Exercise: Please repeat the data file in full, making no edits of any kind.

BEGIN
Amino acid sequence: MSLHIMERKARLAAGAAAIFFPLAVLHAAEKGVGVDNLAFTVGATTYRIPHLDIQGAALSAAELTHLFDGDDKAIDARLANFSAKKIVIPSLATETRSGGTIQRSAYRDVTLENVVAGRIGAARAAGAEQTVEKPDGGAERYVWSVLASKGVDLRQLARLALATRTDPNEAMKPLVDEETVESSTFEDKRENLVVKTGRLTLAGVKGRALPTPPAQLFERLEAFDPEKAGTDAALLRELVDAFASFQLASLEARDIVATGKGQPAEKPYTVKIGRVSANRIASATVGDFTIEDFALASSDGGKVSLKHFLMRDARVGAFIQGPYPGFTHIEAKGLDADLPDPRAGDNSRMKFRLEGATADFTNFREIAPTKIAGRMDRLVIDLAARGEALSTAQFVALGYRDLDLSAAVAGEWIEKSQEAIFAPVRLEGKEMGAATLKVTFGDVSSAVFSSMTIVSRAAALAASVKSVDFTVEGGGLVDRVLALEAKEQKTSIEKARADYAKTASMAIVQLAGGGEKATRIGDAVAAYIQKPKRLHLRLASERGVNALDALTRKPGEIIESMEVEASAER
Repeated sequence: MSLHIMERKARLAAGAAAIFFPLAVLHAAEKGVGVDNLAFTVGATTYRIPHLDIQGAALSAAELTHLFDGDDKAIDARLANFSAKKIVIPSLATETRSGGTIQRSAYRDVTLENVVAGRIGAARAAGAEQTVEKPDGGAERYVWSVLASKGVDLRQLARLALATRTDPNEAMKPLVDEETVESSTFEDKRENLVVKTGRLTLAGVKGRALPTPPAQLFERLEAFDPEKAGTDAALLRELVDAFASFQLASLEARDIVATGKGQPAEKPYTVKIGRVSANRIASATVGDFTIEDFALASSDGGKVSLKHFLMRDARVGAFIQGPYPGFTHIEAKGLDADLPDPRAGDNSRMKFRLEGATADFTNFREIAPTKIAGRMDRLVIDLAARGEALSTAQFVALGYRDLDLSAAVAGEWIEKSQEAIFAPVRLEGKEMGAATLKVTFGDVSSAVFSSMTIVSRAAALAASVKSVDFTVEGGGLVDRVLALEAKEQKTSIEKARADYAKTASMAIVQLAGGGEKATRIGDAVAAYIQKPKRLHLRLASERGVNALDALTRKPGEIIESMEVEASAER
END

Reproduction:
Amino acid sequence: MSLHIMERKARLAAGAAAIFFPLAVLHAAEKGVGVDNLAFTVGATTYRIPHLDIQGAALSAAELTHLFDGDDKAIDARLANFSAKKIVIPSLATETRSGGTIQRSAYRDVTLENVVAGRIGAARAAGAEQTVEKPDGGAERYVWSVLASKGVDLRQLARLALATRTDPNEAMKPLVDEETVESSTFEDKRENLVVKTGRLTLAGVKGRALPTPPAQLFERLEAFDPEKAGTDAALLRELVDAFASFQLASLEARDIVATGKGQPAEKPYTVKIGRVSANRIASATVGDFTIEDFALASSDGGKVSLKHFLMRDARVGAFIQGPYPGFTHIEAKGLDADLPDPRAGDNSRMKFRLEGATADFTNFREIAPTKIAGRMDRLVIDLAARGEALSTAQFVALGYRDLDLSAAVAGEWIEKSQEAIFAPVRLEGKEMGAATLKVTFGDVSSAVFSSMTIVSRAAALAASVKSVDFTVEGGGLVDRVLALEAKEQKTSIEKARADYAKTASMAIVQLAGGGEKATRIGDAVAAYIQKPKRLHLRLASERGVNALDALTRKPGEIIESMEVEASAER
Repeated sequence: MSLHIMERKARLAAGAAAIFFPLAVLHAAEKGVGVDNLAFTVGATTYRIPHLDIQGAALSAAELTHLFDGDDKAIDARLANFSAKKIVIPSLATETRSGGTIQRSAYRDVTLENVVAGRIGAARAAGAEQTVEKPDGGAERYVWSVLASKGVDLRQLARLALATRTDPNEAMKPLVDEETVESSTFEDKRENLVVKTGRLTLAGVKGRALPTPPAQLFERLEAFDPEKAGTDAALLRELVDAFASFQLASLEARDIVATGKGQPAEKPYTVKIGRVSANRIASATVGDFTIEDFALASSDGGKVSLKHFLMRDARVGAFIQGPYPGFTHIEAKGLDADLPDPRAGDNSRMKFRLEGATADFTNFREIAPTKIAGRMDRLVIDLAARGEALSTAQFVALGYRDLDLSAAVAGEWIEKSQEAIFAPVRLEGKEMGAATLKVTFGDVSSAVFSSMTIVSRAAALAASVKSVDFTVEGGGLVDRVLALEAKEQKTSIEKARADYAKTASMAIVQLAGGGEKATRIGDAVAAYIQKPKRLHLRLASERGVNALDALTRKPGEIIESMEVEASAER